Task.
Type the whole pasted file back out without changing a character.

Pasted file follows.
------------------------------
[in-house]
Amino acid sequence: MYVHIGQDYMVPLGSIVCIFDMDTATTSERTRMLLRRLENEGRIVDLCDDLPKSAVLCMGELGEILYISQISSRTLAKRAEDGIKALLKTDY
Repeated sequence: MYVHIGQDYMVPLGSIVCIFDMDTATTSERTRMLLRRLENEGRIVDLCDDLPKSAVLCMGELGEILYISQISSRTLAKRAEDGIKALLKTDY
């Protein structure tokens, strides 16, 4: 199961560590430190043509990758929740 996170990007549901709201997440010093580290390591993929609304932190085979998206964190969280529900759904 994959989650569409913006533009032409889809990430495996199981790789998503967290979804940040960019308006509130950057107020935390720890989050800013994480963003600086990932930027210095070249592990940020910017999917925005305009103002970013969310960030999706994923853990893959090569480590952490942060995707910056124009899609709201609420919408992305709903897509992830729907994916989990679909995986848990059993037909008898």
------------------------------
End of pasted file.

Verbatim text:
[in-house]
Amino acid sequence: MYVHIGQDYMVPLGSIVCIFDMDTATTSERTRMLLRRLENEGRIVDLCDDLPKSAVLCMGELGEILYISQISSRTLAKRAEDGIKALLKTDY
Repeated sequence: MYVHIGQDYMVPLGSIVCIFDMDTATTSERTRMLLRRLENEGRIVDLCDDLPKSAVLCMGELGEILYISQISSRTLAKRAEDGIKALLKTDY
């Protein structure tokens, strides 16, 4: 199961560590430190043509990758929740 996170990007549901709201997440010093580290390591993929609304932190085979998206964190969280529900759904 994959989650569409913006533009032409889809990430495996199981790789998503967290979804940040960019308006509130950057107020935390720890989050800013994480963003600086990932930027210095070249592990940020910017999917925005305009103002970013969310960030999706994923853990893959090569480590952490942060995707910056124009899609709201609420919408992305709903897509992830729907994916989990679909995986848990059993037909008898």